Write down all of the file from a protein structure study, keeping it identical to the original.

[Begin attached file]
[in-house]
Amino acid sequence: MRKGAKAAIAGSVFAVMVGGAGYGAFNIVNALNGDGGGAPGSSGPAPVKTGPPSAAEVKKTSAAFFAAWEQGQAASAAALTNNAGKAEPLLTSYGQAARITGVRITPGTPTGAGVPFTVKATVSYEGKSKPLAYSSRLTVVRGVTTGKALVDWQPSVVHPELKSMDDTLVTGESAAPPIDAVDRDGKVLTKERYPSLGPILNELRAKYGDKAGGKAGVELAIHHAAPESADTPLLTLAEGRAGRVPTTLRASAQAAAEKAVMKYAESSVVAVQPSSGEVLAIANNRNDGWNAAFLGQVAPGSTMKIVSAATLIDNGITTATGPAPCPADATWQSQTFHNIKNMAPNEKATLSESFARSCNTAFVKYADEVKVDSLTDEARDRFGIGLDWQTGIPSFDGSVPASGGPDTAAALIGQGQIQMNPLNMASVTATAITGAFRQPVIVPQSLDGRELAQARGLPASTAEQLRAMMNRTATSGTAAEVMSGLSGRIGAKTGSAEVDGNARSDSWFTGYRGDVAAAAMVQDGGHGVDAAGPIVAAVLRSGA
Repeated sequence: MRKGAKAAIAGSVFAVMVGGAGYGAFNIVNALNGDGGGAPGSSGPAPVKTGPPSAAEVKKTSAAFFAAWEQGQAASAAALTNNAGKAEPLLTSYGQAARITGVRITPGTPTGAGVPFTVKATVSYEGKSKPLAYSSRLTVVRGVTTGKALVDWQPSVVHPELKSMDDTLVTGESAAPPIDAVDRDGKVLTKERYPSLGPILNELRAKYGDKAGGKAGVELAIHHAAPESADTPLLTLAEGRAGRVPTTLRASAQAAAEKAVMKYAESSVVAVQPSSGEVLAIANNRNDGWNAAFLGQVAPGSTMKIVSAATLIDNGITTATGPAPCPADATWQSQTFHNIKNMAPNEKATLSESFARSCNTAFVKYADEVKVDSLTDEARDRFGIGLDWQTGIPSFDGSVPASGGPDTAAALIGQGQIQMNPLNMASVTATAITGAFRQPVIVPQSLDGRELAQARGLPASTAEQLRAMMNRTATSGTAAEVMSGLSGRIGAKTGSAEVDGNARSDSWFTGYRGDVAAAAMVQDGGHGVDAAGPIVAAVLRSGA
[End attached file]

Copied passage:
[in-house]
Amino acid sequence: MRKGAKAAIAGSVFAVMVGGAGYGAFNIVNALNGDGGGAPGSSGPAPVKTGPPSAAEVKKTSAAFFAAWEQGQAASAAALTNNAGKAEPLLTSYGQAARITGVRITPGTPTGAGVPFTVKATVSYEGKSKPLAYSSRLTVVRGVTTGKALVDWQPSVVHPELKSMDDTLVTGESAAPPIDAVDRDGKVLTKERYPSLGPILNELRAKYGDKAGGKAGVELAIHHAAPESADTPLLTLAEGRAGRVPTTLRASAQAAAEKAVMKYAESSVVAVQPSSGEVLAIANNRNDGWNAAFLGQVAPGSTMKIVSAATLIDNGITTATGPAPCPADATWQSQTFHNIKNMAPNEKATLSESFARSCNTAFVKYADEVKVDSLTDEARDRFGIGLDWQTGIPSFDGSVPASGGPDTAAALIGQGQIQMNPLNMASVTATAITGAFRQPVIVPQSLDGRELAQARGLPASTAEQLRAMMNRTATSGTAAEVMSGLSGRIGAKTGSAEVDGNARSDSWFTGYRGDVAAAAMVQDGGHGVDAAGPIVAAVLRSGA
Repeated sequence: MRKGAKAAIAGSVFAVMVGGAGYGAFNIVNALNGDGGGAPGSSGPAPVKTGPPSAAEVKKTSAAFFAAWEQGQAASAAALTNNAGKAEPLLTSYGQAARITGVRITPGTPTGAGVPFTVKATVSYEGKSKPLAYSSRLTVVRGVTTGKALVDWQPSVVHPELKSMDDTLVTGESAAPPIDAVDRDGKVLTKERYPSLGPILNELRAKYGDKAGGKAGVELAIHHAAPESADTPLLTLAEGRAGRVPTTLRASAQAAAEKAVMKYAESSVVAVQPSSGEVLAIANNRNDGWNAAFLGQVAPGSTMKIVSAATLIDNGITTATGPAPCPADATWQSQTFHNIKNMAPNEKATLSESFARSCNTAFVKYADEVKVDSLTDEARDRFGIGLDWQTGIPSFDGSVPASGGPDTAAALIGQGQIQMNPLNMASVTATAITGAFRQPVIVPQSLDGRELAQARGLPASTAEQLRAMMNRTATSGTAAEVMSGLSGRIGAKTGSAEVDGNARSDSWFTGYRGDVAAAAMVQDGGHGVDAAGPIVAAVLRSGA